Proposed Bloomington law to protect houseless encampments to get first reading on Feb. 17

A new local law that would provide certain protections to people living in city park encampments will get a first reading in front of Bloomington’s city council on Wednesday (Feb. 17).

That’s two weeks later than the Feb. 3 first-reading date that had initially been floated by sponsors of the ordinance—councilmembers Matt Flaherty, Kate Rosenbarger, and Isabel Piedmont-Smith.

The proposed new law comes after a decision by Bloomington’s mayor, John Hamilton, to clear a Seminary Park encampment in early December and again in mid-January.

On Sunday morning (Feb. 14), no tents were set up Seminary Park and no one was congregated there.

Highlights of the proposed new law include a requirement of 15-day notice by the city to a houseless person living in a city park encampment, before they and their belongings can be removed from the park.

The new law is being proposed in the context of a “Houseless Bill of Rights” that had been circulated by activist Vauhxx Booker just after the first clearance of Seminary Park in early December. One point of overlap between the proposed new ordinance and the “Houseless Bill of Rights” is the requirement of a 15-day notice before people are removed. Continue reading “Proposed Bloomington law to protect houseless encampments to get first reading on Feb. 17”

Opinion: Bloomington’s new city seal ordinance delivers insight into a possibilities for better legislative process

An ordinance that establishes a new city seal for Bloomington does not appear on the city council’s regular meeting agenda for Wednesday, Dec. 2.

Yet that is the date when it was proposed by the city clerk to be effective.

Those two morsels make for some pretty thin civic gruel in the post-Thanksgiving news cycle. But it’s not too thin to feed a proposal that would tweak the city council’s legislative process.

One part of the approach served up here would change a single line of the local code, which prohibits any debate on a new law when it is first introduced to the city council.

The other change to the process would make routine for all legislation a practice that the city council already uses for the annual budget: Councilmembers submit written questions, which are then answered by staff in writing, and posted for the public to review.

Before looking at that proposal in a little more detail, it’s worth adding a little meat to the legislative soup of the city seal. Continue reading “Opinion: Bloomington’s new city seal ordinance delivers insight into a possibilities for better legislative process”

Analysis: Parallels between Republicans in General Assembly, Democrats on Bloomington city council

cropped juxtaposed city hall state captial MG_2411In 2017, Bloomington filed suit against Indiana’s governor, Eric Holcomb, over an annexation law that was enacted by the state legislature as a part of that year’s biennial budget bill.

Indiana’s Supreme Court is still weighing the arguments in the case, which were presented in January this year.

As Monroe County residents inside and outside Bloomington continue to wait for the state’s highest court to rule, it’s worth remembering the reasons why Bloomington filed its lawsuit.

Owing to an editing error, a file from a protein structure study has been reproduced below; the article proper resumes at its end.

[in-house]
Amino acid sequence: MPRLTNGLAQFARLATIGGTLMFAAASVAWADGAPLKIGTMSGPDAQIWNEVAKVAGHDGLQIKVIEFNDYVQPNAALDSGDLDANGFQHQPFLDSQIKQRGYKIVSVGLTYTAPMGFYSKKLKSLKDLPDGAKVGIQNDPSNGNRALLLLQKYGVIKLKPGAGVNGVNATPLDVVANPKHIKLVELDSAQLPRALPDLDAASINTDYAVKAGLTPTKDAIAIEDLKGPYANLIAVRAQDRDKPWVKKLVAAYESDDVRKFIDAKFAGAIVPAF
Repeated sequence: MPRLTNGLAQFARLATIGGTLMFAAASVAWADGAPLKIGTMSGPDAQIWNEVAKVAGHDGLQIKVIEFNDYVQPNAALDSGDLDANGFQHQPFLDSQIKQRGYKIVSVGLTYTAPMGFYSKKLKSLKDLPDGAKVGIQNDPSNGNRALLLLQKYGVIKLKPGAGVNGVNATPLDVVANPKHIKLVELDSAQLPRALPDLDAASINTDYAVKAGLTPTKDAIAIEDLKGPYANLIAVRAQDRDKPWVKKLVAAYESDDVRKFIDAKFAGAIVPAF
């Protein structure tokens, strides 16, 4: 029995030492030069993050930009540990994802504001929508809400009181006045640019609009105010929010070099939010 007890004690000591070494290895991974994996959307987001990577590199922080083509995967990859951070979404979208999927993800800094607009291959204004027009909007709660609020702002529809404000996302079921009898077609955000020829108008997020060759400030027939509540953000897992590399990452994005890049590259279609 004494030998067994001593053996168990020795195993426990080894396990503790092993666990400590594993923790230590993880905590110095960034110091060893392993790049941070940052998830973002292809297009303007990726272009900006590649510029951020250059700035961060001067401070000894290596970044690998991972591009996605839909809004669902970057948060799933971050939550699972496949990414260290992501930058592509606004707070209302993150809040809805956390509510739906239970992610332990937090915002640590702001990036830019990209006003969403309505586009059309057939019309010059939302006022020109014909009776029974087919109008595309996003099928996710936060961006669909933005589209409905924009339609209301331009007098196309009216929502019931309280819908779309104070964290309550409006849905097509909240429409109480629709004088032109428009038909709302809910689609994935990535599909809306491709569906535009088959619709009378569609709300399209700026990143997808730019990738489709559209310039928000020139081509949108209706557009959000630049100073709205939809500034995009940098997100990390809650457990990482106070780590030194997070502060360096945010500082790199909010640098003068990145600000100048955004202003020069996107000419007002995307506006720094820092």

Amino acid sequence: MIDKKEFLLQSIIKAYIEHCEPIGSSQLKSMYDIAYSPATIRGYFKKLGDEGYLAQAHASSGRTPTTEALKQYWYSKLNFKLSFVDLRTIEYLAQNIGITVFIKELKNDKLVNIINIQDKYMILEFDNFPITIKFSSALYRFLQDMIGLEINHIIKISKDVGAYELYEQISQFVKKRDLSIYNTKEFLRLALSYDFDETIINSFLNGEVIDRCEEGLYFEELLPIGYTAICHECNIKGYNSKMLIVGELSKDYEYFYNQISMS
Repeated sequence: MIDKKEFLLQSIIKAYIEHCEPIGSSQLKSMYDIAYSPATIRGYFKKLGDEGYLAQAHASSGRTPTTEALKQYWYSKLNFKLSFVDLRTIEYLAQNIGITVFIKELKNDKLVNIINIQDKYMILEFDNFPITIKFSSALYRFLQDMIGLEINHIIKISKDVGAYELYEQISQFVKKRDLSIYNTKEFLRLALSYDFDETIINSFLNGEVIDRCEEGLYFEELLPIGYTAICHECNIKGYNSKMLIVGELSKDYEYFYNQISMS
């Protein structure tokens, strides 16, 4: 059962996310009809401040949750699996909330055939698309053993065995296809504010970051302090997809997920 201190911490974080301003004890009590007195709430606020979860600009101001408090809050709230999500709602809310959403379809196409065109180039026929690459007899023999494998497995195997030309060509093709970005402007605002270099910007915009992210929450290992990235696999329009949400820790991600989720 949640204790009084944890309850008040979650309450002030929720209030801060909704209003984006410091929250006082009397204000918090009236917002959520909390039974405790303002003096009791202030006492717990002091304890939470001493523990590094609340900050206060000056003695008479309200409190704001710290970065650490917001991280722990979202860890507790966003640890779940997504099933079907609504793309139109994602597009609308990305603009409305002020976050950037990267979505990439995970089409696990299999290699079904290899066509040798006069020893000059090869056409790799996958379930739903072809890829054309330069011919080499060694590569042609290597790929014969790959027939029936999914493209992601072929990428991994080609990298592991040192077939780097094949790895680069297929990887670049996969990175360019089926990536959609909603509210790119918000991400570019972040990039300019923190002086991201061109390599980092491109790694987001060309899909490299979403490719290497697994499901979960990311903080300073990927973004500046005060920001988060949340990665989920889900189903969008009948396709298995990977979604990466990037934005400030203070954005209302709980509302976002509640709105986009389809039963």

When those reasons are recalled, in the context of a potential new local law in front of Bloomington’s city council, it’s hard to miss the parallels—between the approach taken by Republican-dominated legislature of 2017 and today’s Bloomington city council, which is composed entirely of Democrats.

In Bloomington’s view, when the annexation law was incorporated into the biennial budget bill, that caused the legislation to be unconstitutional—because it was not confined to a single subject, as required by the state’s constitution.

The annexation law was also unconstitutional special legislation, according to Bloomington, because it applied to Bloomington, and only Bloomington.

On the local level, a remarkable parallel to the 2017 annexation legislation could unfold in connection with an ordinance that Bloomington city councilmembers might enact this Wednesday.

It involves a proposal to change the way neighborhood permit parking zones work. Continue reading “Analysis: Parallels between Republicans in General Assembly, Democrats on Bloomington city council”

Bloomington city council tees up new local law to regulate non-consensual vehicle towing

If you leave your car in a private lot where you’re not allowed to park, you risk getting your vehicle towed at your own expense. That’s not really news—for Bloomington or any other place.

What is new for Bloomington is a proposed ordinance to regulate companies that provide towing service to parking lot owners. Such companies would have to pay the city $350 a year for a “non-consensual tow business license” and face, on first offense, a $2,500 fine for failure to obtain a license.

The $350 license fee is the same as what a one-year license cost for mobile food vendors in Bloomington, according to the staff memo in the city council’s information packet.

The ordinance will get a first reading next Wednesday night, which means no debate and no final action will be taken on it at that meeting. At most, the council could refer the proposed ordinance for consideration by its committee of the whole on the following Wednesday or some other time in the future. Continue reading “Bloomington city council tees up new local law to regulate non-consensual vehicle towing”